actor

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actor

noun actor, aggrieved party, complainant, litigant, malcontent, man with a grievance, operator, participant, party, performer, person, petitioner, plaintiff, qui facit
Associated concepts: an actor as a witness in a prosecution, an actor in a legal proceeding

ACTOR, practice. 1. A plaintiff or complainant. 2. He on whom the burden of proof lies. In actions of replevin both parties are said to be actors. The proctor or advocate in the courts of the civil law, was called actor.

References in periodicals archive ?
In this paper we have used a modified version of the embryonic Flexible Actor Model to analyse the role the Australian Christian churches played in the debate over WorkChoices and have concluded that, in the context of a dynamic IR model which focuses on the processes of actions and outcomes, the churches do represent 'new' actors.
Note that according to the semantics of the actor model, actors are free to reject exposing their internal states to the roles.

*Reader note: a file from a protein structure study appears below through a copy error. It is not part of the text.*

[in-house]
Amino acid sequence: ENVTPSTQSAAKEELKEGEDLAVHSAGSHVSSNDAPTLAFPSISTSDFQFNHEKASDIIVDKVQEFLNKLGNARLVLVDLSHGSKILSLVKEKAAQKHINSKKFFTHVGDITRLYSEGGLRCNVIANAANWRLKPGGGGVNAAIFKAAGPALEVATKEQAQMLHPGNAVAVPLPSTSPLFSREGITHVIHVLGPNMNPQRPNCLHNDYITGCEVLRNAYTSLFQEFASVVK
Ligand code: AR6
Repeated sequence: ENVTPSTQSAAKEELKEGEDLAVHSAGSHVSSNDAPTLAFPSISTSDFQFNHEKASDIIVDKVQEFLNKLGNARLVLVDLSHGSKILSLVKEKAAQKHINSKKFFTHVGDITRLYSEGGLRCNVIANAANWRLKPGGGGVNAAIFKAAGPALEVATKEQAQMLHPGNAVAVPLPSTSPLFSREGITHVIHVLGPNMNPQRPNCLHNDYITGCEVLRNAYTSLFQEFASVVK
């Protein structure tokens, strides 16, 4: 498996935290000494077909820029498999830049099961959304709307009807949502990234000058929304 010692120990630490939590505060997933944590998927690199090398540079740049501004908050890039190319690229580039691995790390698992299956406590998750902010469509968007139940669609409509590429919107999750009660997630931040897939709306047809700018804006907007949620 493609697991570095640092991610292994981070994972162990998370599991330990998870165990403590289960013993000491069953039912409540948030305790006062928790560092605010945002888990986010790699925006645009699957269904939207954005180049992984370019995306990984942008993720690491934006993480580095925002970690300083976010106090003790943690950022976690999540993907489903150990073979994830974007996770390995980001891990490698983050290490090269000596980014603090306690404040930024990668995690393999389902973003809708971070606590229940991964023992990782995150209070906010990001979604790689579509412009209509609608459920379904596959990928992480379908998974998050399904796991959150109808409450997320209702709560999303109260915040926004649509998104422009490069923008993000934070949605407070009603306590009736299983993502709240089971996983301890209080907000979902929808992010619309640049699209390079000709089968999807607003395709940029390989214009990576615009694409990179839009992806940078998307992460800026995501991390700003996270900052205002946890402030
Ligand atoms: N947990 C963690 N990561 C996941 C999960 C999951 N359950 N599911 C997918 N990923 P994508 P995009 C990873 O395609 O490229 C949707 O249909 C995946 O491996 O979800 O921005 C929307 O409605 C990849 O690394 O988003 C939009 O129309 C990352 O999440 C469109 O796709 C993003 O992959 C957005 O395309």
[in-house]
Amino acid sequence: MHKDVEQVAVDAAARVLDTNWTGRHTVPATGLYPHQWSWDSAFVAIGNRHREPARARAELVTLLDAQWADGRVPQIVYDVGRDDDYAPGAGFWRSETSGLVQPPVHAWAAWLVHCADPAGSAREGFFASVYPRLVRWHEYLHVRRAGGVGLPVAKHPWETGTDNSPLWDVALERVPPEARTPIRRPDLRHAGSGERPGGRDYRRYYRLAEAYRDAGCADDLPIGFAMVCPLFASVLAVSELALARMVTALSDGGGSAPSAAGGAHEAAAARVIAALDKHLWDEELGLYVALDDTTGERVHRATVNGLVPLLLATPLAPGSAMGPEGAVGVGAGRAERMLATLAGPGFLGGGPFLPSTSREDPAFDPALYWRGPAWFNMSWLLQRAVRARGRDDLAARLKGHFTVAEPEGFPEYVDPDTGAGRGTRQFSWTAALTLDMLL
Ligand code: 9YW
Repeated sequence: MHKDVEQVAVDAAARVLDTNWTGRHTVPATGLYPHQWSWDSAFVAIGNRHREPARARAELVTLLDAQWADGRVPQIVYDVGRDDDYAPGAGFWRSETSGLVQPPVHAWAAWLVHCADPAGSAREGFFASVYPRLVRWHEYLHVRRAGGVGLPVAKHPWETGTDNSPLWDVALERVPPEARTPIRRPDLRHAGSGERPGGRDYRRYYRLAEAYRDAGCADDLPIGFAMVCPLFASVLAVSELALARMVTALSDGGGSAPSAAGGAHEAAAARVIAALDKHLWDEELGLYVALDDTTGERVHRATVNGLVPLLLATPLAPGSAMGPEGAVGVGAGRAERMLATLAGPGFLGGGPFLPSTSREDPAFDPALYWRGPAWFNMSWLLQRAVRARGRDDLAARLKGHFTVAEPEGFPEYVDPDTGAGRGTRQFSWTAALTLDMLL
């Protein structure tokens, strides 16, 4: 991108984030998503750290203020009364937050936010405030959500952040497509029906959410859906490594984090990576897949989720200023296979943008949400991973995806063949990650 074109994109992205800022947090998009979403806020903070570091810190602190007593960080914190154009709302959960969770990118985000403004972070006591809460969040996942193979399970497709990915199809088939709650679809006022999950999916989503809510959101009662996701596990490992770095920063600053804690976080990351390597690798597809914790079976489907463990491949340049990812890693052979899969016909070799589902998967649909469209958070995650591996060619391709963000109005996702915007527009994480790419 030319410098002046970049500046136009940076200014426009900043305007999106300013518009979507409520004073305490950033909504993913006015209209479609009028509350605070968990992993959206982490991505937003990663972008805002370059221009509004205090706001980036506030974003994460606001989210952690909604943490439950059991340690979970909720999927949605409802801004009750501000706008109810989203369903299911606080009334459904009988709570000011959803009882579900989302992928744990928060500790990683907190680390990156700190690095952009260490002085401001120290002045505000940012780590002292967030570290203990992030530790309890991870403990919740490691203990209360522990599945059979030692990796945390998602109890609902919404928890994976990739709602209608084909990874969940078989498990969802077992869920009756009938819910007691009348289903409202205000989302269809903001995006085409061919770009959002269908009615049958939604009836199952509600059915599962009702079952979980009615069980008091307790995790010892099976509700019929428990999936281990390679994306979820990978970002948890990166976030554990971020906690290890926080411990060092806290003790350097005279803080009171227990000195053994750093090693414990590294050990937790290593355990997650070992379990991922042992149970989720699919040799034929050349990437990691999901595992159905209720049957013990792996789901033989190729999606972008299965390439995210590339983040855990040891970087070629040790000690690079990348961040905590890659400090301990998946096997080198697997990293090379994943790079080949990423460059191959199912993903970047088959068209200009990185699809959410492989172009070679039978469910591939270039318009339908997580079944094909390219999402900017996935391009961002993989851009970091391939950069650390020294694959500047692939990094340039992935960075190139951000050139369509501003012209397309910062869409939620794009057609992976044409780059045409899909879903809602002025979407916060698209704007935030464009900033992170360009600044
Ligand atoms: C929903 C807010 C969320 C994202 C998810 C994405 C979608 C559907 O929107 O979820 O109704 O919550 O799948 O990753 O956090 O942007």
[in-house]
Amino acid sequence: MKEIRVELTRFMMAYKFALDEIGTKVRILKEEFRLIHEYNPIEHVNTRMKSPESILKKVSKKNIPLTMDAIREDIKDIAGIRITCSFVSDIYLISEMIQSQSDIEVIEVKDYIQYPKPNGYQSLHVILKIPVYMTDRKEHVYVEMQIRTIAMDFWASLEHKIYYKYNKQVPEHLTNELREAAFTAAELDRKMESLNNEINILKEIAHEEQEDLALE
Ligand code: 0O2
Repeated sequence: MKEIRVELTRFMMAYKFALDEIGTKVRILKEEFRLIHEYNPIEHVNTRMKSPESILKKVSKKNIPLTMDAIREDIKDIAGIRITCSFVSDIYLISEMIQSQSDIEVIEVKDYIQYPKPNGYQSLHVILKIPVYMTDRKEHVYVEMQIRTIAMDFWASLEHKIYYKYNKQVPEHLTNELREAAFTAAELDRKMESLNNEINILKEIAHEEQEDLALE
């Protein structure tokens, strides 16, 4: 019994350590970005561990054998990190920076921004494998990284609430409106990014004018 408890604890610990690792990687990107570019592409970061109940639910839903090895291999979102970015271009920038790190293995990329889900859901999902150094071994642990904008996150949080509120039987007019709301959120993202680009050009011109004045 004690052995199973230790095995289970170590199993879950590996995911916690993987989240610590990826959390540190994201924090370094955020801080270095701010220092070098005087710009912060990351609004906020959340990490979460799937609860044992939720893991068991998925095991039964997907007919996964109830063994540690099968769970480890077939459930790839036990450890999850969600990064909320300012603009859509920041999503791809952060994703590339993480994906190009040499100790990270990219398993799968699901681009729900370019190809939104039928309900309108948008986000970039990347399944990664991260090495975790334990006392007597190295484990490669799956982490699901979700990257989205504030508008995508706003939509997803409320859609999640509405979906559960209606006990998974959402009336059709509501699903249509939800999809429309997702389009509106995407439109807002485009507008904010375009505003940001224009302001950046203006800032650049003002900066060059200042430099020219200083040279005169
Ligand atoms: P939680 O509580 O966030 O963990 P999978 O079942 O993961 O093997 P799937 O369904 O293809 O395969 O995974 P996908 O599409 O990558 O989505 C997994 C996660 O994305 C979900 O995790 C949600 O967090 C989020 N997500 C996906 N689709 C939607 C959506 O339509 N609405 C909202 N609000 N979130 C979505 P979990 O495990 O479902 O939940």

Note that the events specified in Table 1 do not exactly follow those defined in the traditional actor model [1, 2].
Socio-economic and rational actor models hold that personal dissatisfaction must be seen in an "injustice frame" to affect participation.
These findings are consistent with socio-economic and rational actor models.
We shall concentrate on constructs that are unique to the Actor model.
In the actor model the create primitive is endowed with an implicit capability of generating globally unique actor addresses on a purely local basis.
As we mentioned before, the guarantee of message delivery in the Actor model forms a type of fairness assumption [2].
The Actor model is one of the earliest proposed paradigms of object-based concurrent computation.
Fair mergers in the actor model are implicit--they are captured by the guarantee of message delivery which states that any message sent to an actor must eventually be received--i.
If an asynchronous communication model is used, as in the primitive Actor model (see section entitled "The Actor Model"), then customers representing return addresses must be explicitly supplied.
The axioms governing which objects are known to an object are called locality laws; these laws were developed in the context of the Actor model by Hewitt and Baker at MIT.